This is a good post! Thanks again, RQ! Before we got DD1, I read and read about attachment and was very concerned. I bought 0-12 month baby toys, bottles, etc so that our 11 month old could “fill in the holes.” I also bottle fed her, rocking and looking into her eyes, and we co-slept. I had a Mei Tei, a baby carrier that can be worn in front or back. This is the BEST! We got DD2 when she was 21/2 years old. She was unable to co sleep so I had to think of other ways of attaching. She kicked and bit her older sister, but that behavior stopped after 4 months. By the way, I just ordered some of the books that were recommended, just in case we have some problems in the future. I think that the kids figure it out quickly if you are ALWAYS handing them food, answering quickly when they have a need, change their diapers, etc. Rather than waiting for a schedule, you are there, fulfilling their needs. They can DEPEND on you and TRUST you. No matter what!

  49. MississippiMom Says:

    When we entered the NSN program for our first adoption (in 2004) our agency said “Non-Special Needs” means”None that we know about”.
    That one statement made all the difference in preparing for our child.

  50. nanbwill Says:

    It is interesting to read this series of posts and I realized that while I say we have had only very minor issues, I really mean that they are minor because we’ve been alert to the meaning of various experiences. They weren’t issues because we anticipated them and knew how to respond based on our readings. So when people say they didn’t have issues, they may mean they experienced what they expected.

    DD2 turned 4 a month after bringing her home. She was extremely independent, could tie shoes, button, snap, all the fastenings of getting dressed. We viewed it as a good sign when she asked us to do these things for her. She was on a bottle (plus solid food) when we got her and initially we took her straight to a sippy cup. Later, we regressed to a bottle for her “special” milk, including Pediasure. That lasted only 6 months, then she didn’t need it.

    She was also overly social and for the first month, I was just another random woman caregiver to her even though she was madly in love with her dad. Understanding that this was a survival skill for her, helped us deal with it. 2 years later, she is still the social butterfly, but without a doubt strongly attached to us. Interestingly, her bond to me came when I went back to work. It seems this was the trigger that clicked with her that I would leave, but always came back.

    DD1, at 9 months, was terrified and clung to us for reassurance. Looking back at her Gotcha Day video and knowing her like I know her now, I can see how terrified she was. Then I thought she was just cuddly.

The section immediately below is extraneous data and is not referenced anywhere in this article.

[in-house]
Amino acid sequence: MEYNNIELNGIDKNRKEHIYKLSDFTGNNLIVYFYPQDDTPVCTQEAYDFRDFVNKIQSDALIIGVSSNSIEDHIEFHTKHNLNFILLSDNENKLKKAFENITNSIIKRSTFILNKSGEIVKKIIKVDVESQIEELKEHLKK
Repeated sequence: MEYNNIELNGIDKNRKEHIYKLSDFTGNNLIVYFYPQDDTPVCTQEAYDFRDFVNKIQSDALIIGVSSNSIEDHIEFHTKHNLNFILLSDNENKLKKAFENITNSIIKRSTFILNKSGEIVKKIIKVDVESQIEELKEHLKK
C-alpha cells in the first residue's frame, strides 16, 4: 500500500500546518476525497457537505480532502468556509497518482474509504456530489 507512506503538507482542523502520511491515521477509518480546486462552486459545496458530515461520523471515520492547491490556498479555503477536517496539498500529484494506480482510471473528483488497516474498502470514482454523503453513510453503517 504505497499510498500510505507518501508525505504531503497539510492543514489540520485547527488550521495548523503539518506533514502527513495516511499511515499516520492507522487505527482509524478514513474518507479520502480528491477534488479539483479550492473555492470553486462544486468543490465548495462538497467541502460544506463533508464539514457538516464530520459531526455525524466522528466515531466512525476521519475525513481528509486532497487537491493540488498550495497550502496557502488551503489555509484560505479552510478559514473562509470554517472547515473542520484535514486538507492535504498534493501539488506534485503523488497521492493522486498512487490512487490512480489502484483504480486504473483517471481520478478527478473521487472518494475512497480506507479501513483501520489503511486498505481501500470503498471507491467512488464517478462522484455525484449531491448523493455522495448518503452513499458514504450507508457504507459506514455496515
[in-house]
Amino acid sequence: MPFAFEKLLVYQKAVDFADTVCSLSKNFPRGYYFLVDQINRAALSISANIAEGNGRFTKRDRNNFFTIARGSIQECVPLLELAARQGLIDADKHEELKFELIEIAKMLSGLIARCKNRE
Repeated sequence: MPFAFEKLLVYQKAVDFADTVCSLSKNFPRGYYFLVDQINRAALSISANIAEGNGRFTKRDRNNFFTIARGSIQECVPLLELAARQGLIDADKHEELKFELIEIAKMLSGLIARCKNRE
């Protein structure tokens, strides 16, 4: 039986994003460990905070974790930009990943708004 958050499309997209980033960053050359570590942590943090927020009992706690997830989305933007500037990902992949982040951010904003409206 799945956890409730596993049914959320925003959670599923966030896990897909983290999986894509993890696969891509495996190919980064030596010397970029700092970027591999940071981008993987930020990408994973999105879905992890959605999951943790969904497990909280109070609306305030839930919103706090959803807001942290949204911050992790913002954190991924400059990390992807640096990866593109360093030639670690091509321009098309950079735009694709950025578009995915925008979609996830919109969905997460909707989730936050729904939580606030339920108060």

51. lovemygirls Says:

    My daughter seemed to adjust beautifully as a baby and we didn’t have any significant issues other than some night terrors for about six months after we brought her home. The attachment issues arose over two years later – so even if a child seems to be doing well, it’s important to review the attachment, sensory, etc. literature from time to time so if issues do arise you recognize them quickly. I didn’t recognize my daughter’s attachment issues for several months and made things worse by treating tantrums and controlling behaviors as “brattiness” rather than anxiety and insecurity. Once I realized what was at the root of the behaviors and changed my responses, things improved quickly. But I wish my daughter didn’t have to suffer through those few months while she escalated her behavior until I finally “got it.”

  52. wyofamily8 Says:

    Just a current experience with our daughter who has been home for 2 1/2 years (she’ll be 6 next month). While her transition was quite easy, and she came to us completely on target development wise, she did her share of healthy grieving, we did everything “by the book” as far as attachment activities, we NOW see more red flags than we ever have. Ever since she started Kindergarten in the Fall, she seems stressed, somewhat out-of-sync, and is displaying some attachment symptoms that concern me. Never would I have expected this to this degree, although it’s not visible to “outsiders” – it’s one of those subtle things I think I would totally miss had I not read about it. We’re going back to doing lots of “baby-things”, and we even had a “first birthday party” for her a couple of days ago. She has needs right now that baffle me, and we’re considering pulling her out of Kindergarten and homeschooling her for the remainder of the year.
    Just to say that because things are “easy” in the beginning, they won’t creep up at a later point. We’re right in the middle of this, and it is disheartening to watch and difficult to be in.

  53. Vikki Says:

    That’s the bottom line, MississippiMom!!! So true!!

  54. cangirl Says:

    Lovemygirls, would you mind giving an example of what you mean by “controlling behaviours”? Again, we’re not seeing any attachment issues but I am wondering if we are just missing them. Our dot has this great habit of refusing to take direction (like playing in the sink instead of brushing her teeth) and I am wondering if it is just normal 5/6 yr old behaviour or something else? Thx very much.

  55. cungar Says:

    Noendinsight – She was laughing because she liked the rattle we gave her and she seemed to enjoy being with us. Hard for me to say why she didn’t “fear” us. We saw plenty of adoptive children who didn’t seem to “fear” their new parents. I think you’re reading way too much into this. She bonded quickly and seemed to adapt to her new life with little outward grieving. Why does this have to be a negative thing?

  56. lillysmom07 Says: